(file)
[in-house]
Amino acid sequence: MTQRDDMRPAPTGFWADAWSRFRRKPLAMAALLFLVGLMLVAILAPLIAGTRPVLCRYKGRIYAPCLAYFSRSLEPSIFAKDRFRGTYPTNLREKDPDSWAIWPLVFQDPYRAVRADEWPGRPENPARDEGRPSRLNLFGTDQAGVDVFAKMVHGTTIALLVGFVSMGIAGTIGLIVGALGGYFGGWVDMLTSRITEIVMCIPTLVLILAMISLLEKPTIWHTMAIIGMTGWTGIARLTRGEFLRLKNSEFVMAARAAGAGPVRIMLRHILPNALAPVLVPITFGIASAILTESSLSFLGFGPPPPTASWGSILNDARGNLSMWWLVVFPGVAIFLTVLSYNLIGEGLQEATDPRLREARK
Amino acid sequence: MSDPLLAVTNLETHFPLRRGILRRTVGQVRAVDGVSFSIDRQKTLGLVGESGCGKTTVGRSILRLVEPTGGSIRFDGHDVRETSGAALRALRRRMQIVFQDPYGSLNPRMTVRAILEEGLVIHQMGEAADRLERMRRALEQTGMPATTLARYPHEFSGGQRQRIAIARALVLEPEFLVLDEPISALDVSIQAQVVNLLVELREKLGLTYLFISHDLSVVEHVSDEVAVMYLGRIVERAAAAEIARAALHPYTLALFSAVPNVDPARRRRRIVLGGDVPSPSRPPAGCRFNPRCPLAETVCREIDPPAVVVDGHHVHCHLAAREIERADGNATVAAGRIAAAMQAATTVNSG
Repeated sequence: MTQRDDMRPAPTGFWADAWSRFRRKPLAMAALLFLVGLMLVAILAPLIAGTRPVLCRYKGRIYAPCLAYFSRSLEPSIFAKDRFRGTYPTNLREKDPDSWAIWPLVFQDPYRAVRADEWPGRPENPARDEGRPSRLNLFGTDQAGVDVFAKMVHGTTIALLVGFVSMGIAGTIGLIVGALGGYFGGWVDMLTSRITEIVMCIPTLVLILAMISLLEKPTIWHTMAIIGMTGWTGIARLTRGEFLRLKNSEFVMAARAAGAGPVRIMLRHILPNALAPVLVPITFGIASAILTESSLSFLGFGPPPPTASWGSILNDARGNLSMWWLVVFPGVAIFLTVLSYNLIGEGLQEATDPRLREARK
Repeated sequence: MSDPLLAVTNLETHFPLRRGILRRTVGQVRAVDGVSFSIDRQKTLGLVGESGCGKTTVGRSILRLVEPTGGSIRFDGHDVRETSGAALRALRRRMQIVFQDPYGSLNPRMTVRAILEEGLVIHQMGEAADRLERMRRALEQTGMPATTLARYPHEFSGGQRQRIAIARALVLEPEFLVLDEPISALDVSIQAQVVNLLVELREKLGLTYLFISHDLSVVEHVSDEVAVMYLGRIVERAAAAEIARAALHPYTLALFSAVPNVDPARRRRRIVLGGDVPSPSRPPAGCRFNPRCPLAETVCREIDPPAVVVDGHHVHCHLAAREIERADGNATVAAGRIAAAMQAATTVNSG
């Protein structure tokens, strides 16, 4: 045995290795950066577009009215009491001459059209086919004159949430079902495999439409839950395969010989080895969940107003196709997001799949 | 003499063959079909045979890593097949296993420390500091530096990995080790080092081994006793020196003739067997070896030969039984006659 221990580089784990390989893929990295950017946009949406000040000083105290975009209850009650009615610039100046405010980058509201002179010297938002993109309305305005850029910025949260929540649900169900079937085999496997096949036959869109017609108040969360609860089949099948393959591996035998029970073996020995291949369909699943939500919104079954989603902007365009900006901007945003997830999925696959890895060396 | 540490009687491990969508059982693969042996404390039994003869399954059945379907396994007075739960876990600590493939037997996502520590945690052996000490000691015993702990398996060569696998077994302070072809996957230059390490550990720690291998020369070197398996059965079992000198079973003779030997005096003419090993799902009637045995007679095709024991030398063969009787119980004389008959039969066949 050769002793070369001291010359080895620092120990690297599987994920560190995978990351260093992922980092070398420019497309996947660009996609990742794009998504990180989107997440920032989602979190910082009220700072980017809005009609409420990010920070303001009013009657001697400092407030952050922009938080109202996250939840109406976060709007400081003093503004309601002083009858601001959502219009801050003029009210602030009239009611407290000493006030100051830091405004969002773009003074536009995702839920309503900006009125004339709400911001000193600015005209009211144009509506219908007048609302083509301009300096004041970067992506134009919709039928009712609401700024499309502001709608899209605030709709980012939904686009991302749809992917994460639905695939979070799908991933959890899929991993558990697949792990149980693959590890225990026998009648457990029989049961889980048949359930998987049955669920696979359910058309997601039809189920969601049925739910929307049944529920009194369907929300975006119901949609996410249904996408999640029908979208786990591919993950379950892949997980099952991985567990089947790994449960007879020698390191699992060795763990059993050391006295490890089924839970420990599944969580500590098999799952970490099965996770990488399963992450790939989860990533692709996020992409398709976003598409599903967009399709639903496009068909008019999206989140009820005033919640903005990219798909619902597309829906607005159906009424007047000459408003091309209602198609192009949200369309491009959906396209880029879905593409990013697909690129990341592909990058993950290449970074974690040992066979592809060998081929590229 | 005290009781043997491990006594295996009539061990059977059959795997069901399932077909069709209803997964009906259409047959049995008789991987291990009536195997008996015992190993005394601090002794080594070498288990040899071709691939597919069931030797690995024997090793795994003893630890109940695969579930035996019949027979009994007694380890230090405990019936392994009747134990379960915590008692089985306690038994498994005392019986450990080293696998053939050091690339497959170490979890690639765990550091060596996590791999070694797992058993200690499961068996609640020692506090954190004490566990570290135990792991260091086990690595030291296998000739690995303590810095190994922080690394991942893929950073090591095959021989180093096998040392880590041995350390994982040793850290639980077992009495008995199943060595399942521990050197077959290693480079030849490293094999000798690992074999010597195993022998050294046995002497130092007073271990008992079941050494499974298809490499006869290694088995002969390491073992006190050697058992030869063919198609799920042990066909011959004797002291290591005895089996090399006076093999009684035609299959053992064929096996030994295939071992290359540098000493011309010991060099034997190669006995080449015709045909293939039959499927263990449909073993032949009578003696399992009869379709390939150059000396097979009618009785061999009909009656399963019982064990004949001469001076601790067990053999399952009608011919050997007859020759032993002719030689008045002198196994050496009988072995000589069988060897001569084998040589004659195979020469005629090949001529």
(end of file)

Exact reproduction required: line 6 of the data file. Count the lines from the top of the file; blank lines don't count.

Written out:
């Protein structure tokens, strides 16, 4: 045995290795950066577009009215009491001459059209086919004159949430079902495999439409839950395969010989080895969940107003196709997001799949 | 003499063959079909045979890593097949296993420390500091530096990995080790080092081994006793020196003739067997070896030969039984006659 221990580089784990390989893929990295950017946009949406000040000083105290975009209850009650009615610039100046405010980058509201002179010297938002993109309305305005850029910025949260929540649900169900079937085999496997096949036959869109017609108040969360609860089949099948393959591996035998029970073996020995291949369909699943939500919104079954989603902007365009900006901007945003997830999925696959890895060396 | 540490009687491990969508059982693969042996404390039994003869399954059945379907396994007075739960876990600590493939037997996502520590945690052996000490000691015993702990398996060569696998077994302070072809996957230059390490550990720690291998020369070197398996059965079992000198079973003779030997005096003419090993799902009637045995007679095709024991030398063969009787119980004389008959039969066949 050769002793070369001291010359080895620092120990690297599987994920560190995978990351260093992922980092070398420019497309996947660009996609990742794009998504990180989107997440920032989602979190910082009220700072980017809005009609409420990010920070303001009013009657001697400092407030952050922009938080109202996250939840109406976060709007400081003093503004309601002083009858601001959502219009801050003029009210602030009239009611407290000493006030100051830091405004969002773009003074536009995702839920309503900006009125004339709400911001000193600015005209009211144009509506219908007048609302083509301009300096004041970067992506134009919709039928009712609401700024499309502001709608899209605030709709980012939904686009991302749809992917994460639905695939979070799908991933959890899929991993558990697949792990149980693959590890225990026998009648457990029989049961889980048949359930998987049955669920696979359910058309997601039809189920969601049925739910929307049944529920009194369907929300975006119901949609996410249904996408999640029908979208786990591919993950379950892949997980099952991985567990089947790994449960007879020698390191699992060795763990059993050391006295490890089924839970420990599944969580500590098999799952970490099965996770990488399963992450790939989860990533692709996020992409398709976003598409599903967009399709639903496009068909008019999206989140009820005033919640903005990219798909619902597309829906607005159906009424007047000459408003091309209602198609192009949200369309491009959906396209880029879905593409990013697909690129990341592909990058993950290449970074974690040992066979592809060998081929590229 | 005290009781043997491990006594295996009539061990059977059959795997069901399932077909069709209803997964009906259409047959049995008789991987291990009536195997008996015992190993005394601090002794080594070498288990040899071709691939597919069931030797690995024997090793795994003893630890109940695969579930035996019949027979009994007694380890230090405990019936392994009747134990379960915590008692089985306690038994498994005392019986450990080293696998053939050091690339497959170490979890690639765990550091060596996590791999070694797992058993200690499961068996609640020692506090954190004490566990570290135990792991260091086990690595030291296998000739690995303590810095190994922080690394991942893929950073090591095959021989180093096998040392880590041995350390994982040793850290639980077992009495008995199943060595399942521990050197077959290693480079030849490293094999000798690992074999010597195993022998050294046995002497130092007073271990008992079941050494499974298809490499006869290694088995002969390491073992006190050697058992030869063919198609799920042990066909011959004797002291290591005895089996090399006076093999009684035609299959053992064929096996030994295939071992290359540098000493011309010991060099034997190669006995080449015709045909293939039959499927263990449909073993032949009578003696399992009869379709390939150059000396097979009618009785061999009909009656399963019982064990004949001469001076601790067990053999399952009608011919050997007859020759032993002719030689008045002198196994050496009988072995000589069988060897001569084998040589004659195979020469005629090949001529």